A young woman struggles to find her place in the world while also grappling with her mental health in this debut memoir.
After Poniarski inadvertently consumed PCP at a college party, she found herself consumed by the notion of an incoherent conspiracy involving socialists and alien craft—which she continued to have after the drug wore off. “My brain fed me lies,” she says of the experience, which caused her parents to put her under the care of a psychiatrist for the first time. Her memoir continues from this moment, recounting her tumultuous 20s during the late 1970s and early ’80s in New York City. Poniarski struggled to finish an architecture degree as she bounced from one program to another, unable to successfully finish courses and fearful that her peers might learn of her “psychotic side.” In a similar manner, she shuttled between her parents’ home on Long Island and apartments in Manhattan, her independence constantly jeopardized by paranoid thoughts and mistrust of roommates and friends. Most poignant, however, is Poniarski’s account of a search for a suitable romantic partner. As she struggles with shame about her sexual feelings, she finds herself drawn to various lovers who each reject her, which only fuels her desire to break out of a lonely existence. Poniarski tells a story with heavy themes, but her prose remains graceful throughout. As she recounts outrageous thoughts and actions, she does so in a manner that gets across not only her distorted view of reality, but also the very real emotions she felt; at one point, for instance, she tells of slapping a man on an airplane after falsely thinking that he was making fun of her. In her fractured accounts of exchanges with colleagues, friends, and lovers, Poniarski also offers clever insights into sexism, the high expectations of her affluent Jewish community, and changing attitudes toward mental health.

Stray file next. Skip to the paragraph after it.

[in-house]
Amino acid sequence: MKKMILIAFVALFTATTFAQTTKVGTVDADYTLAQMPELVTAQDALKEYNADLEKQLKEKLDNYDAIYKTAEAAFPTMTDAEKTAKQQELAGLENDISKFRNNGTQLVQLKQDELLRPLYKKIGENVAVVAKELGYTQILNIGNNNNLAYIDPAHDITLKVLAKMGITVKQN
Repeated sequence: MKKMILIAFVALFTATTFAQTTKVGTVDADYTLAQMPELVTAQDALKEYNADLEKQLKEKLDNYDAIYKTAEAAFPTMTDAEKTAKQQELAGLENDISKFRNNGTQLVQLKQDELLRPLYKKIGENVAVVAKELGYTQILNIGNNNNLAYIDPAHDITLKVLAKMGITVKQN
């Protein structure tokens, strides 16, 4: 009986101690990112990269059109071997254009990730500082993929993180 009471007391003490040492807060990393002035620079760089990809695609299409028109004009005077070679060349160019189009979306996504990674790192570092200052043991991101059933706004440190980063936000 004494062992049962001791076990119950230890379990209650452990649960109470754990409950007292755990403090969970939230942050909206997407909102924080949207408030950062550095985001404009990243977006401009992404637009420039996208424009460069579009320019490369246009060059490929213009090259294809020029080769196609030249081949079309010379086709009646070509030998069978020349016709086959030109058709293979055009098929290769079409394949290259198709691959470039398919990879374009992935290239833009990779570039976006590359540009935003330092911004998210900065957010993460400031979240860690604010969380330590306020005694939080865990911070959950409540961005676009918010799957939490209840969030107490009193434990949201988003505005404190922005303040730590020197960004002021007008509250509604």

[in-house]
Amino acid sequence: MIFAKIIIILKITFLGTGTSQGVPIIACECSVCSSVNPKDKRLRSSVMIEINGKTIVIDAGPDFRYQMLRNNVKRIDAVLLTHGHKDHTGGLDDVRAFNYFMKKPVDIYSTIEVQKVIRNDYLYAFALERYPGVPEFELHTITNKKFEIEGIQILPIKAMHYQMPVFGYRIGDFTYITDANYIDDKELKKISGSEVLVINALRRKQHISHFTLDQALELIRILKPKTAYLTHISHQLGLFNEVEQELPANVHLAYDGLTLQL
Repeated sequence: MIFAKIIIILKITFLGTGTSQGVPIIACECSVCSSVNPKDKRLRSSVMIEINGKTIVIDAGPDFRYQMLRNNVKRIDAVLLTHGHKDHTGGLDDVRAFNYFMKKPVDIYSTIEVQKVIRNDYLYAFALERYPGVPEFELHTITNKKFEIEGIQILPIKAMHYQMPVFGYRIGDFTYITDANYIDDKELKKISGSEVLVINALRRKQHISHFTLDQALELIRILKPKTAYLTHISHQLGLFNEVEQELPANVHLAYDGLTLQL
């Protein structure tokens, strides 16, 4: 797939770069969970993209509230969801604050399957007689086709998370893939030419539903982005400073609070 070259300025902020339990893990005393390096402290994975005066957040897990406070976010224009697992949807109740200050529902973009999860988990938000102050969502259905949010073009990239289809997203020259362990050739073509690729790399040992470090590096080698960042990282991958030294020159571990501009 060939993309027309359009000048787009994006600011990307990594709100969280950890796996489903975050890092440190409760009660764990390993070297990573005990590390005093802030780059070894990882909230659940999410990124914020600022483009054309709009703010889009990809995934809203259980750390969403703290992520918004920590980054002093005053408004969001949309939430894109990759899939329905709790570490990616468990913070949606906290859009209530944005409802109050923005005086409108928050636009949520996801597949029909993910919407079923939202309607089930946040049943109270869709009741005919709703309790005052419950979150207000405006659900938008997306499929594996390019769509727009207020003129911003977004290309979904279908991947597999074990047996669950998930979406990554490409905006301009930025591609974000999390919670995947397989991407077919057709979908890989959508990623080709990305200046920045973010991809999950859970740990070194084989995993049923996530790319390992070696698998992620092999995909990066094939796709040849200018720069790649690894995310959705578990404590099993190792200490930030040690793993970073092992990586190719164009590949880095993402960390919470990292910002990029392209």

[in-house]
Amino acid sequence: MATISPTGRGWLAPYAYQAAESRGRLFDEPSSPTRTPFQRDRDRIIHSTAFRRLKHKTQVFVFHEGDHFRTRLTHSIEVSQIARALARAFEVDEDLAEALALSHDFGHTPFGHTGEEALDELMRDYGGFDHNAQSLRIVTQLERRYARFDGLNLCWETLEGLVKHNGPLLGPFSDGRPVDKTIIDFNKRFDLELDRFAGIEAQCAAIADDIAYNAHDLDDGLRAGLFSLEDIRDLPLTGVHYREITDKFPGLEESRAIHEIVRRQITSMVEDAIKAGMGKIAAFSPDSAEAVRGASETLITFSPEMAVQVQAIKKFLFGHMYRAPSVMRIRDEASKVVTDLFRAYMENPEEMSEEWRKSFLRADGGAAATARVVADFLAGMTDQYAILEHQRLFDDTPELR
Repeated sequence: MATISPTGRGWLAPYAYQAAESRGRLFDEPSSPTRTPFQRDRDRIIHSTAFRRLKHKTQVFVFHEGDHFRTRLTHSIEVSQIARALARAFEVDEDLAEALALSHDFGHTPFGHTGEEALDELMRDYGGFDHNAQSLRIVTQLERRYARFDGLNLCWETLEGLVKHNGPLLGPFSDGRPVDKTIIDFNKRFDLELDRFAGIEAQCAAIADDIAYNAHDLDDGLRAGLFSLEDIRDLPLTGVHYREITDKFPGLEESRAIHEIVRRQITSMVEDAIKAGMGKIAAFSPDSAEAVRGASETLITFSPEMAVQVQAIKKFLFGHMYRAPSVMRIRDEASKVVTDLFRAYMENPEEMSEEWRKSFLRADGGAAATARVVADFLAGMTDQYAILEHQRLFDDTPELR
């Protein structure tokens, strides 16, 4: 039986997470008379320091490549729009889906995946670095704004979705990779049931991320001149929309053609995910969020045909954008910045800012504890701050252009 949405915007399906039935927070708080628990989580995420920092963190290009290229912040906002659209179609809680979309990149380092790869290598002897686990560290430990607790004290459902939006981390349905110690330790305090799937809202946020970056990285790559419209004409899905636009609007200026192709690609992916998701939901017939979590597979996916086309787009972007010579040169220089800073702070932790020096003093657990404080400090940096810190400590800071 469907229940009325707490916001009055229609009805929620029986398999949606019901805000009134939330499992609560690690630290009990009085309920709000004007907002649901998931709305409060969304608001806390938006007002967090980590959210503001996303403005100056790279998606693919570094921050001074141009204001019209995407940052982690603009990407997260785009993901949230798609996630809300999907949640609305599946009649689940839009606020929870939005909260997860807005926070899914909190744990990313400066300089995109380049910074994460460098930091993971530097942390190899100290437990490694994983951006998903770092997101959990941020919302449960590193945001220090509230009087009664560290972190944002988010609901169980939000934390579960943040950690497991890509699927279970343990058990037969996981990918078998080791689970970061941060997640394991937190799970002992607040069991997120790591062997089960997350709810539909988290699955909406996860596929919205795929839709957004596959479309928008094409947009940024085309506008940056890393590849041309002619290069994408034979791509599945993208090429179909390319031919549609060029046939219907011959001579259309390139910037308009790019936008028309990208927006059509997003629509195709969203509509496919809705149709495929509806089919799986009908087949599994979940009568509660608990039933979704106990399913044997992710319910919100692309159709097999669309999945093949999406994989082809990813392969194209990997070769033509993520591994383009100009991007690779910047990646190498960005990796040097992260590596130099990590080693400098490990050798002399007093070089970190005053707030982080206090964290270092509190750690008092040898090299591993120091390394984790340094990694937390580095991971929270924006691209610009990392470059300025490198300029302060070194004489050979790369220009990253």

An engrossing and often beautiful portrait of living with mental illness.